I can hear you by the way (I have a very good imagination). I can hear the grunts and groanings of people who read this and are being offended. I can hear the paper being waded up and tossed across the room or in the trash can. Let me put it this way — if you are angry and offended (a very bad thing), I suggest you do some soul searching and Bible study. If you are conscious-touched offended, well, you probably better do the same (and this crisis of conscious is a very good thing). As a good friend of mine reminds me often — remember we take offense, pick it up, carry it around. It is not thrust upon us, wrapped in cool paper and given as a gift. We take offense. And that means we can put it right back down or refuse delivery.
This miscommunication about God and how to worship comes because people (we human sheep) are continually in search of the easy way to get things done. And while desperately seeking the easy way out we bypass or overlook the real way to get things done. We lose valuable time; we get confused by all the easy-way-out sellers (they would be false teachers, and I think those are mentioned somewhere in the Bible. Hmm. Maybe 2 Peter 2:1). With their help, and sometimes without it, we get lost.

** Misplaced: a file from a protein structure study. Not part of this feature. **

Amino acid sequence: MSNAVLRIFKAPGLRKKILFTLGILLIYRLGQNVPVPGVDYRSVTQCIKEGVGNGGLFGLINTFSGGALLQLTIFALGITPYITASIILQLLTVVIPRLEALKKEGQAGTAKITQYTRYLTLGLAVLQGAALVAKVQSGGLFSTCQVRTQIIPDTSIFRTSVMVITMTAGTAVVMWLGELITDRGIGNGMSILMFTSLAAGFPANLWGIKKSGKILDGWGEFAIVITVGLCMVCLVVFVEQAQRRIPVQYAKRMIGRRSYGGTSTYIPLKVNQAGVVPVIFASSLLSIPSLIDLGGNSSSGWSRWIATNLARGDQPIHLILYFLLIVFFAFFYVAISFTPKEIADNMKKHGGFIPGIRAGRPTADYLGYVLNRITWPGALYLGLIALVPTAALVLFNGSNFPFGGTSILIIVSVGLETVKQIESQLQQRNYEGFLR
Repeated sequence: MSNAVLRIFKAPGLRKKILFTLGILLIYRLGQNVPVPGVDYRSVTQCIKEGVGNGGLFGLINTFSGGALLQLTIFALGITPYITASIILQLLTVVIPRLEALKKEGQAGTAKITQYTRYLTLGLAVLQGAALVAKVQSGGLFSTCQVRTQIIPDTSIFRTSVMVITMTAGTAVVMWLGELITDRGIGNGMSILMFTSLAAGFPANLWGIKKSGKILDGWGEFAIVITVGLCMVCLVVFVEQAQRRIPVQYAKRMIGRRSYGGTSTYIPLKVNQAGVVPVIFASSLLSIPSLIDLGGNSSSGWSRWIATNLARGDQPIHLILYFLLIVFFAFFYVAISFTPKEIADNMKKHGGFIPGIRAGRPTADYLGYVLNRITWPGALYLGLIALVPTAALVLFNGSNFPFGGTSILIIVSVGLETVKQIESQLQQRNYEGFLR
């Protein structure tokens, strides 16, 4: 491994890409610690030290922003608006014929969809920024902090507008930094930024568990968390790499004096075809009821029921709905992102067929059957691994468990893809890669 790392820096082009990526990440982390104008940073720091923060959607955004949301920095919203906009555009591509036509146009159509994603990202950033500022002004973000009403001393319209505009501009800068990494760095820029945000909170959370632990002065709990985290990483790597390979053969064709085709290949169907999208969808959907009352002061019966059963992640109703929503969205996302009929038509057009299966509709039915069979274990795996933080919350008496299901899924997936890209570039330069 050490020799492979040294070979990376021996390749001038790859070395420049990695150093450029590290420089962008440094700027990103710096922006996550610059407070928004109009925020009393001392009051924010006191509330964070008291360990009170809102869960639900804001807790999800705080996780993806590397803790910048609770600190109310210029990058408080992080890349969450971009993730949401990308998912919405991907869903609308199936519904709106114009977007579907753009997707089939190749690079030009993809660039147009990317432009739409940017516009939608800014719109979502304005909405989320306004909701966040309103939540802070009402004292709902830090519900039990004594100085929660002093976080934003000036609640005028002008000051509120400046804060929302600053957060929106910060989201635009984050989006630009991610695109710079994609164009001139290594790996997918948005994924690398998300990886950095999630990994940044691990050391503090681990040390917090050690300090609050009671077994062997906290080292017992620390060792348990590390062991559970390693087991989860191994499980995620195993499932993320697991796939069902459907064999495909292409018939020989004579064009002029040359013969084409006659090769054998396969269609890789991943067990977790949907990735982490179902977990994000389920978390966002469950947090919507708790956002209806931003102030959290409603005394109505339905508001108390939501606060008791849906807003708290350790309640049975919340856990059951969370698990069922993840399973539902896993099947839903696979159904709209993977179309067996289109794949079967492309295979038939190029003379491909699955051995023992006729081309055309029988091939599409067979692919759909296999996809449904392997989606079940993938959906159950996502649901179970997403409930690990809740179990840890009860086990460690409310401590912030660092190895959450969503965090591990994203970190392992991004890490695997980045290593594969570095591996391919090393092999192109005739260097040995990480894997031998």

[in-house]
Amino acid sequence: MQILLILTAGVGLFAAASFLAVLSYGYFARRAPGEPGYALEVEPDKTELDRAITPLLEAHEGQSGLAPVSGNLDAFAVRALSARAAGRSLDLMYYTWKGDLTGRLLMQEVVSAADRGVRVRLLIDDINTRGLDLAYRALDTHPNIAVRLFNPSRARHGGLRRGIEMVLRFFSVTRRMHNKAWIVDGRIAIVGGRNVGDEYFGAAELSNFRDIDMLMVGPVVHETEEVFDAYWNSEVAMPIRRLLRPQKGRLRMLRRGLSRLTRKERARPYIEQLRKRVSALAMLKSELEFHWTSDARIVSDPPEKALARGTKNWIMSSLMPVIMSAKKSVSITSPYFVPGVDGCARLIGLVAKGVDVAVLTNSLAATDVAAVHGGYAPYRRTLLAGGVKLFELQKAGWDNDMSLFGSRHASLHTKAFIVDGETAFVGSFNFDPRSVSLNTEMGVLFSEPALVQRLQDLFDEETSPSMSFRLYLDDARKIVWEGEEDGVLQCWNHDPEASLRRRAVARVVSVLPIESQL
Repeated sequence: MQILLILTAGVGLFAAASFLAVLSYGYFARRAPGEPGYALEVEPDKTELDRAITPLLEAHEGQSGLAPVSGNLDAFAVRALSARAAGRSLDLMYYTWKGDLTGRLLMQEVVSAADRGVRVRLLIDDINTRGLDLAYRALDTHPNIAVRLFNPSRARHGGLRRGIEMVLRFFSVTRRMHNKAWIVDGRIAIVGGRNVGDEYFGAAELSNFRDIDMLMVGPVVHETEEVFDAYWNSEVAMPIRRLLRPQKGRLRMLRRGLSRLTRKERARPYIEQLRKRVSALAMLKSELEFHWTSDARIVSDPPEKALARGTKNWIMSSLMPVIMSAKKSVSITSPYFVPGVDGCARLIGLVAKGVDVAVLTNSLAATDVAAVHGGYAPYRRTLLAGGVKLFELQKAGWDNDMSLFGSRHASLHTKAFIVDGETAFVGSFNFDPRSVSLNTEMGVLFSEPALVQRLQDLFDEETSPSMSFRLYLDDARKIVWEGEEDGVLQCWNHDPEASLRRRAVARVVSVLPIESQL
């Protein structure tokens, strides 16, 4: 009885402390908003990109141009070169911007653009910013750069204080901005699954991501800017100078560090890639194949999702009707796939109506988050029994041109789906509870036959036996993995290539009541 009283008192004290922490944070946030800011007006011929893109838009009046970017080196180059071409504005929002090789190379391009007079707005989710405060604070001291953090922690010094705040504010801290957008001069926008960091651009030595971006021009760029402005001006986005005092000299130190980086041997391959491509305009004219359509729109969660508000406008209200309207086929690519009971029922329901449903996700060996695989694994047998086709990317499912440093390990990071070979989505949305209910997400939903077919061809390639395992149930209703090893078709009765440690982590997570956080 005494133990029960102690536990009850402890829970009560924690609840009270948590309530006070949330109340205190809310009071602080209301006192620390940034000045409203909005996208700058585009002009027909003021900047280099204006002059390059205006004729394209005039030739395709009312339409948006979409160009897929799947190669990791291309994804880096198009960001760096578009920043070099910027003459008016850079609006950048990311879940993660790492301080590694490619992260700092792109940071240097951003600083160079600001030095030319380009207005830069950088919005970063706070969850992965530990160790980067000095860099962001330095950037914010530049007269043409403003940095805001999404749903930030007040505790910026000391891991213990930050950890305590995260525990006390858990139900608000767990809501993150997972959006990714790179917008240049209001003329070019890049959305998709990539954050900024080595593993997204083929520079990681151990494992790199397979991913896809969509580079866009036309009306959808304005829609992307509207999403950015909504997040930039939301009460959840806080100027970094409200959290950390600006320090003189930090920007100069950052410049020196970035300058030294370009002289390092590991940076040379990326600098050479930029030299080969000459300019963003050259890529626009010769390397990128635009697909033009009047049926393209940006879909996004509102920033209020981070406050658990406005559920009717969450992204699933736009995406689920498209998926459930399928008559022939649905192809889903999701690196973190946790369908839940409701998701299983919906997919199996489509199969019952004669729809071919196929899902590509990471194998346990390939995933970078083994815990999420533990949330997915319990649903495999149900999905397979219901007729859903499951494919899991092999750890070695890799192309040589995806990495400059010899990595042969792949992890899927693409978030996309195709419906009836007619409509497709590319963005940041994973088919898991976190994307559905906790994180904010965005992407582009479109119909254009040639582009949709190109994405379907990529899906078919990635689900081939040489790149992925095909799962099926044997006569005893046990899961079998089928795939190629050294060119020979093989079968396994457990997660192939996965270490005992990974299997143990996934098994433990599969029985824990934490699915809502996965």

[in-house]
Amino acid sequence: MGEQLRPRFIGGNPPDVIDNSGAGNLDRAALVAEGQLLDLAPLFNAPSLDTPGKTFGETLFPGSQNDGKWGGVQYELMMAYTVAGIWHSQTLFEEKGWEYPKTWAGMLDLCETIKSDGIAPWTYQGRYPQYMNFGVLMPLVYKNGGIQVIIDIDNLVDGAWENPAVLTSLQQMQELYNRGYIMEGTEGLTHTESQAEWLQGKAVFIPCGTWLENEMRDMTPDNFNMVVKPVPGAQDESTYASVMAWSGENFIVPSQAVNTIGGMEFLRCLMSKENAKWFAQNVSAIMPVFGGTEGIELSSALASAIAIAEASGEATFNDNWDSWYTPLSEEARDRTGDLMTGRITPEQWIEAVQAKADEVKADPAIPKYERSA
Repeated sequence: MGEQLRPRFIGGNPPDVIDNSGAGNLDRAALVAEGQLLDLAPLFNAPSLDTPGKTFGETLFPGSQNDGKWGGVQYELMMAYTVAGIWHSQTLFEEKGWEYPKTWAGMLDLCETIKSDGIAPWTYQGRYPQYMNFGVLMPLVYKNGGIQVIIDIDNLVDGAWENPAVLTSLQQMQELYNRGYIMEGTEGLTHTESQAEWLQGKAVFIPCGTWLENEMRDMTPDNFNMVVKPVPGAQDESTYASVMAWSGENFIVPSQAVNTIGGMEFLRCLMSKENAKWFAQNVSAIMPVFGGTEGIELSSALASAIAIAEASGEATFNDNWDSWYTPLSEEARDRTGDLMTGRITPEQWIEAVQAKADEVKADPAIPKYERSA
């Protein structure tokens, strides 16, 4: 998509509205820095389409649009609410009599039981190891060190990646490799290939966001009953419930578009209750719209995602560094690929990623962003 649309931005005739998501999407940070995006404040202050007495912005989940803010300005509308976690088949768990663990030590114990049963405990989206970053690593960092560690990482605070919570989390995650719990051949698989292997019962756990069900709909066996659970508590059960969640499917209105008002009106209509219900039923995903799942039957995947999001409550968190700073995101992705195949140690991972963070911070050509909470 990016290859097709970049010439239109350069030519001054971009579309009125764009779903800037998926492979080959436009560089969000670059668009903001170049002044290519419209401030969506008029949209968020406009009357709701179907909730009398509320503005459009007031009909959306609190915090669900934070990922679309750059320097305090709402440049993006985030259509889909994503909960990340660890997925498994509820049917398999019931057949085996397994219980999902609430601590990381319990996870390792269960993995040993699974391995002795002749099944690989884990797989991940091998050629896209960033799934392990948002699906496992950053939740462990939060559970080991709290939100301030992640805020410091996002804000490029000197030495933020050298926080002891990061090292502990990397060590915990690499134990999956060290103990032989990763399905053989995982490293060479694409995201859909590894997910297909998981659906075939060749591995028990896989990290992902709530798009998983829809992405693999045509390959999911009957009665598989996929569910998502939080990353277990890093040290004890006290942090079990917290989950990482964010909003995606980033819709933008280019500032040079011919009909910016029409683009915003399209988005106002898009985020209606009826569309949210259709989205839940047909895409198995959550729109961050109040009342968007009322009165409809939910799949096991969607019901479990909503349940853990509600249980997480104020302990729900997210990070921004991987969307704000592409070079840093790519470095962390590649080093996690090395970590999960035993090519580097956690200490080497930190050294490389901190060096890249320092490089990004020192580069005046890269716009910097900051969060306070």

We are told the Bible is too hard to understand; the language too archaic. But it isn’t if we pray (you know, real words strung together in a sentence or two) and ask God to reveal to us what we need to see. There is meat there, plated and ready to be served. We just have to pick up the fork and knife and dig in.
Some parts are tough, some tender, some raw and bloody. All are seasoned perfectly for our consumption. Confusion is not one of the seasonings. Instead it is seasoned with truth, inerrancy, love, honesty, power, confrontation. All the seasonings are healthy and beneficial.
It is God’s Word. Simple. True. It needs no help from us. It can be understood by us. It’s understandability is not hinged on the language of the day.
“For God so loved the world that He sent He only begotten Son, that whosoever believeth on Him will have everlasting life.”
Through generations those words may become more modern, but the message remains the same. It is timeless. It is unchanging. It is a promise. It cannot be confused with another message. It says what it means and means what it says.
Christ followers should be the same. Pastors and teachers should do the same. Share the simple, unchanging, not-to-be-confused-with-any-other message that Christ died once for all.